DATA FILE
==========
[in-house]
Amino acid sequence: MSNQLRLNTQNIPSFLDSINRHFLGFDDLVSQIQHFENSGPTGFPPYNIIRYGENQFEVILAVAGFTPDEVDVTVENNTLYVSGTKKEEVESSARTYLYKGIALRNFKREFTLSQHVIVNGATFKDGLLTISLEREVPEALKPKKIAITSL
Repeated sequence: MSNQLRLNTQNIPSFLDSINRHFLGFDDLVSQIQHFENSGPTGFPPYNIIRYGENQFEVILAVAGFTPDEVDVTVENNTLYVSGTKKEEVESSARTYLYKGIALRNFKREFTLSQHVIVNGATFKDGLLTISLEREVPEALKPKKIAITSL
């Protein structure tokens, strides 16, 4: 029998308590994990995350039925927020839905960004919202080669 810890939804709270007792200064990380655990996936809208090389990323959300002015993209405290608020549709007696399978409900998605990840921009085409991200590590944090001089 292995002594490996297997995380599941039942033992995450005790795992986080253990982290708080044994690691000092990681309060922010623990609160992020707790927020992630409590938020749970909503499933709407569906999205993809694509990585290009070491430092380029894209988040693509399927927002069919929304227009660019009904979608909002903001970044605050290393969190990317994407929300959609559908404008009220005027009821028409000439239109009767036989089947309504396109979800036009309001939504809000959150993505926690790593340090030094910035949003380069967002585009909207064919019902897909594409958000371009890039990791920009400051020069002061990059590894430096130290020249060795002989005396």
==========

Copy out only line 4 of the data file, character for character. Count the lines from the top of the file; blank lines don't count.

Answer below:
């Protein structure tokens, strides 16, 4: 029998308590994990995350039925927020839905960004919202080669 810890939804709270007792200064990380655990996936809208090389990323959300002015993209405290608020549709007696399978409900998605990840921009085409991200590590944090001089 292995002594490996297997995380599941039942033992995450005790795992986080253990982290708080044994690691000092990681309060922010623990609160992020707790927020992630409590938020749970909503499933709407569906999205993809694509990585290009070491430092380029894209988040693509399927927002069919929304227009660019009904979608909002903001970044605050290393969190990317994407929300959609559908404008009220005027009821028409000439239109009767036989089947309504396109979800036009309001939504809000959150993505926690790593340090030094910035949003380069967002585009909207064919019902897909594409958000371009890039990791920009400051020069002061990059590894430096130290020249060795002989005396």